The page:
[Video] Tying Al’s Rat (Variant)

From Tim Flagler of Tightline Productions comes this fly tying video demonstration on how to tie Al’s Rat or a least a slight variant of orginal fly pattern (the original pattern calls for Danville monocord in lieu of the UTC 70 thread used in this video – picky I know).

What Makes Al’s Rat So Effective

In a nut shell, simplicity. Developed by the late Al Miller to fool finicky wild brown trout that inhabit Little Lehigh Creek in Eastern Pennsylvania, Al’s Rat is about as simple as a fly pattern can get. Al Miller, who fished and studied the Little Lehigh daily for some 35 years, believed and practiced tying in the round such that a fly pattern is symmetrical from all views. Could that be why Al’s Rat is so effective? Or maybe it’s just that when trying to mimic midges size 20 to 28, less material is better. I don’t really know, but I do know this pattern works!

When To Fish Al’s Rat

Developed as a midge pupa imitation and deadly when fished in the film, Al’s Rat is not only effective in the winter, but year round. Regulars on the Little Lehigh, myself included, know that Al’s Rat isn’t just a winter midge imitation, but is also highly effectively during the famed Trico hatch on the Little Lehigh in the heat of summer. Go figure!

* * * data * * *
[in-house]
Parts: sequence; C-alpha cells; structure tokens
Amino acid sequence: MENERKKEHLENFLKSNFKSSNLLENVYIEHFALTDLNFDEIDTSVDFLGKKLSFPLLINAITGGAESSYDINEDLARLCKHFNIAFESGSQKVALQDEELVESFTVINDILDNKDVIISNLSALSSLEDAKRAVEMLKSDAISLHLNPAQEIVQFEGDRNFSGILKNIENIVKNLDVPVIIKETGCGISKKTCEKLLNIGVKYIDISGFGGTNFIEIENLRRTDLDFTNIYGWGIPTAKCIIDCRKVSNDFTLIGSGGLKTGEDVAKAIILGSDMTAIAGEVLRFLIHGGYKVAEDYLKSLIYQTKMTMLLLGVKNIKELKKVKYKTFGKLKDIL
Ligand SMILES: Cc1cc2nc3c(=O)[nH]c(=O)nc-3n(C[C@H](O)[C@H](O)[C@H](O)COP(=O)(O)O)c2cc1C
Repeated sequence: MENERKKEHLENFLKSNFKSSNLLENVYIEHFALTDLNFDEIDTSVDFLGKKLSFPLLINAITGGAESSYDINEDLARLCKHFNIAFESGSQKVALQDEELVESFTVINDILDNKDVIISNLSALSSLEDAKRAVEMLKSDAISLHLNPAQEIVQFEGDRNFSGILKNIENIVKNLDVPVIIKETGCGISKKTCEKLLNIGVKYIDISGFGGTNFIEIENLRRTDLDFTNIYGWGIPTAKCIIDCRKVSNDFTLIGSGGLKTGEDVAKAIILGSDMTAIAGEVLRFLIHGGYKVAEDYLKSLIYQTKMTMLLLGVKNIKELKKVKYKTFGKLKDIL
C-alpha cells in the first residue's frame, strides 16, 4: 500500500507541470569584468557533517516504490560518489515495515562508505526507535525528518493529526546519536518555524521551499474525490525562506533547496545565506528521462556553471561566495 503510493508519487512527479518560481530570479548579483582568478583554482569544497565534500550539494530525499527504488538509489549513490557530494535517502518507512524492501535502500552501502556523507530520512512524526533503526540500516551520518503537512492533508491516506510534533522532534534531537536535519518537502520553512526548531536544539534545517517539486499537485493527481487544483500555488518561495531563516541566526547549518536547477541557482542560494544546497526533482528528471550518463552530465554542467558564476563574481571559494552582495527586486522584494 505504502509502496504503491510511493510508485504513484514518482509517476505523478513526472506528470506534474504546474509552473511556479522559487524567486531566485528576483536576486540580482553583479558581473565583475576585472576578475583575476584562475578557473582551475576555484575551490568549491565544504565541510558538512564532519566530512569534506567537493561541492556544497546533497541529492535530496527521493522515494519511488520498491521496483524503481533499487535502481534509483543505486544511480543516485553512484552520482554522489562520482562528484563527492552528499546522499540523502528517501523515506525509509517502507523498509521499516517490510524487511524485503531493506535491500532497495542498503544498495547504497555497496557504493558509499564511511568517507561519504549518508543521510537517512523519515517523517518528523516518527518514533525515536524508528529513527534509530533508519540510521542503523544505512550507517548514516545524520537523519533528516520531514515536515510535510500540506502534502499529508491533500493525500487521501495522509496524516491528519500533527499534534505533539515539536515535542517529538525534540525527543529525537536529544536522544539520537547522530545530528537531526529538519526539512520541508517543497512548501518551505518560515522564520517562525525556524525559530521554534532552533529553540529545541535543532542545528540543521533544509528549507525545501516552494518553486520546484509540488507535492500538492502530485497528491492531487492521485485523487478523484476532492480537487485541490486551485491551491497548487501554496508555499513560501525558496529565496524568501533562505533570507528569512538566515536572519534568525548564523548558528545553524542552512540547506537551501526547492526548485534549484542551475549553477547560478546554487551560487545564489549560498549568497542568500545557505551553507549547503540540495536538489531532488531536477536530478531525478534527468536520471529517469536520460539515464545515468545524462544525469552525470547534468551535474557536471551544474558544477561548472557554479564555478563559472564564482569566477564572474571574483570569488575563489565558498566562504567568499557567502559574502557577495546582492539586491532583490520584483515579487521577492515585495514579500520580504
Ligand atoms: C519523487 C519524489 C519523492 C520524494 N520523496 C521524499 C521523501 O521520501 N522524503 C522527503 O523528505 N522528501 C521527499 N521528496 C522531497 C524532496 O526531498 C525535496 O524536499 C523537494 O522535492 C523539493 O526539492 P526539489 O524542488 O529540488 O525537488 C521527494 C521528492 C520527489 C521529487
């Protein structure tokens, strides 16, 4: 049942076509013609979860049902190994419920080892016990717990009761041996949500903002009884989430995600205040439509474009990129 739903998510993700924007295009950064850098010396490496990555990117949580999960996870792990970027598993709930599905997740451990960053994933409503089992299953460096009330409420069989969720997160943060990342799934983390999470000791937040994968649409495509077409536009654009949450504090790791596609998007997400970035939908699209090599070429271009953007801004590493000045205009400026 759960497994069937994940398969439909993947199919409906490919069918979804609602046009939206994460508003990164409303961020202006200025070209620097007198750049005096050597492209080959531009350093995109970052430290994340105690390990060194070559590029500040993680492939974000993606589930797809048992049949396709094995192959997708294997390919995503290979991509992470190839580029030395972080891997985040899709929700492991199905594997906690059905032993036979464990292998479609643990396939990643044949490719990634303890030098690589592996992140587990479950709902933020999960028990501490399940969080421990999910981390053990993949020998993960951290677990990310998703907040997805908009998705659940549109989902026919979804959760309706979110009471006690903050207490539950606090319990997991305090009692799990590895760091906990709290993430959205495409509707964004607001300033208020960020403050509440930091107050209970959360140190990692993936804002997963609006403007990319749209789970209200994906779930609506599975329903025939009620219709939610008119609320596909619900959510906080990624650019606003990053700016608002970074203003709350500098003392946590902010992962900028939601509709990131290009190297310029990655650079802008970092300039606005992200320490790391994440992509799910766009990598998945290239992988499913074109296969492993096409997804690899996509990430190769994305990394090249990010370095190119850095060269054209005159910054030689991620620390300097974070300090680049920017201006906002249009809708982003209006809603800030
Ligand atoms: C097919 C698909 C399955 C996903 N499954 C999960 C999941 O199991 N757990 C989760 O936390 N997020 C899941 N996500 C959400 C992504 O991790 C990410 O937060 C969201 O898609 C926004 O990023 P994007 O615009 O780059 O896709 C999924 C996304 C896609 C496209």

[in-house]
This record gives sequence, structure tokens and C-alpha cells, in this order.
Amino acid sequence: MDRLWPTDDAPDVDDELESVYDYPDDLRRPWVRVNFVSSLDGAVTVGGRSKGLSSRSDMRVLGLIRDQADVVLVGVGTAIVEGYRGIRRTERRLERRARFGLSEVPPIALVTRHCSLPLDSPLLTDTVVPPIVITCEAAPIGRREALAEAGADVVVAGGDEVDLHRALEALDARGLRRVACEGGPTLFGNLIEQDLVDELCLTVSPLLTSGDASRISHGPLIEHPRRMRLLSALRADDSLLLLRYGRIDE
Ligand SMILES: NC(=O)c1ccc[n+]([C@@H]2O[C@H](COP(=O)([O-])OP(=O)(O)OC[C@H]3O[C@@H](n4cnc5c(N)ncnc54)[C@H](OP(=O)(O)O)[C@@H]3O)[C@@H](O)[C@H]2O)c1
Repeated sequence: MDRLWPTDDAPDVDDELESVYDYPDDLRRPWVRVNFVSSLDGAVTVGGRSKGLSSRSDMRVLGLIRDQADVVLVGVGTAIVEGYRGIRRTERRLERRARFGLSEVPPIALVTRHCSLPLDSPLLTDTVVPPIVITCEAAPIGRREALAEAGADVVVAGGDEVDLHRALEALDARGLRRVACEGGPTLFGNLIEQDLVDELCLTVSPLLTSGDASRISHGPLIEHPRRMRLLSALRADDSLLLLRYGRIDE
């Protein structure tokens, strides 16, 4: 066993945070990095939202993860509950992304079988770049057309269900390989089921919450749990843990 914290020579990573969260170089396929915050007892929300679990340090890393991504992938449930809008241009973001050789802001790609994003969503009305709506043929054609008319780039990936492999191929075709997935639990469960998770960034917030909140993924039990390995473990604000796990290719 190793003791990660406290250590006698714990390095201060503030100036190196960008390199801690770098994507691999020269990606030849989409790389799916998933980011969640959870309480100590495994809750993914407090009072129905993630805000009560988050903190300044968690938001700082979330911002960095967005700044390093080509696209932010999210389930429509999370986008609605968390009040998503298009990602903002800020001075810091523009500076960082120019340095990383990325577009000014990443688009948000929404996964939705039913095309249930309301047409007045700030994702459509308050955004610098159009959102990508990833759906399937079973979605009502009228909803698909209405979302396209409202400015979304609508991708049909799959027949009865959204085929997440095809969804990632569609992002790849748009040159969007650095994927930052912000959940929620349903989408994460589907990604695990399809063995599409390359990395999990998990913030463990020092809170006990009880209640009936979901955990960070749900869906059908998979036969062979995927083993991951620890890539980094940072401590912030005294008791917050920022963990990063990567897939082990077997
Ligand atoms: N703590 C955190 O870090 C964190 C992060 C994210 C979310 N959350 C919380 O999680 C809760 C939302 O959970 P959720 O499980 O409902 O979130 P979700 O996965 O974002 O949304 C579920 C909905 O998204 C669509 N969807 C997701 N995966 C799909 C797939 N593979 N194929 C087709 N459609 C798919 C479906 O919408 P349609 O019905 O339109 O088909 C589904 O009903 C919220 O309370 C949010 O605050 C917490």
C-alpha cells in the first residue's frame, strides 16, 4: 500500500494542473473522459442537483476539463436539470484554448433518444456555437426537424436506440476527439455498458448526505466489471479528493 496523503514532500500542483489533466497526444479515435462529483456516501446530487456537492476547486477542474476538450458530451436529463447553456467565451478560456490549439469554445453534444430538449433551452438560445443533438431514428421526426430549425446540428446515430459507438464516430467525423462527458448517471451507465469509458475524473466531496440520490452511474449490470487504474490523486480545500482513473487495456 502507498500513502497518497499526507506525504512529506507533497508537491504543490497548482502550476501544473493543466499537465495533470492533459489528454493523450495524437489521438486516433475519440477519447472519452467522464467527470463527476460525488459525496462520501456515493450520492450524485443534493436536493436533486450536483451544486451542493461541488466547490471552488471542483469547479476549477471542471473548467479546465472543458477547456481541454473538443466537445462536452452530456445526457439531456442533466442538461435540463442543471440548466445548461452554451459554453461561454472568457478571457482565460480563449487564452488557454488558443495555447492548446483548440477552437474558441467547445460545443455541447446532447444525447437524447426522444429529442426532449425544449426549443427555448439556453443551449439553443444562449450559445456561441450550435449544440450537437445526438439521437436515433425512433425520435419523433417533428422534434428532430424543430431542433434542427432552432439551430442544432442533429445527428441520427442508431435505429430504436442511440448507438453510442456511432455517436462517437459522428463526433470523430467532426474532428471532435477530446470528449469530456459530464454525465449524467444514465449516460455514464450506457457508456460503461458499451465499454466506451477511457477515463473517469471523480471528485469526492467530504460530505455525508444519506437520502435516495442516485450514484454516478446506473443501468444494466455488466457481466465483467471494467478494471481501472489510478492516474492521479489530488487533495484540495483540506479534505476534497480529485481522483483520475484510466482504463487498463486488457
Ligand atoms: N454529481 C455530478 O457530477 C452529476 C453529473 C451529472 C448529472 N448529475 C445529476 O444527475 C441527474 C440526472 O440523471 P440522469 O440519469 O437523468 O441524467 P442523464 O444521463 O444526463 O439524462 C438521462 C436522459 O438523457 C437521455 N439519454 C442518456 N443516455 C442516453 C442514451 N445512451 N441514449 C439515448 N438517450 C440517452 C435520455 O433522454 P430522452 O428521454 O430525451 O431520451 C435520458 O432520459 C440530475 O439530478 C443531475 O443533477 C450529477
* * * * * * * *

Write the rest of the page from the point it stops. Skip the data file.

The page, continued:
Tips on Tying Al’s Rat

Using a flat thread on this pattern is key and enables you to build a nicely tapered body on the fly. Tim’s tip of cording the thread by spinning the bobbin is a great way to rib the fly without adding another mateial. This a great tip that can be used on many of your flies. As with most small flies, less is better and this is particularly true when you dub the thorax on this fly pattern.

Al’s Rat Material List

Hook: Dry fly hook (Dai-Riki 310 or Daiichi 1100), size 20 – 28
Thread/Body/Rib: Danville Monocord (UTC 70 shown here), brown
Thorax: Muskrat dubbing

Enjoy!

About the Author Ken Sperry

Ken is an avid fisherman of 40+ years who loves to explore and is on a quest to map the best places for fly fishing in America. He created DIY Fly Fishing and the DIY Fly Fishing App to share this information and help you find new places to fish. Have a question? You can get in touch with Ken here.

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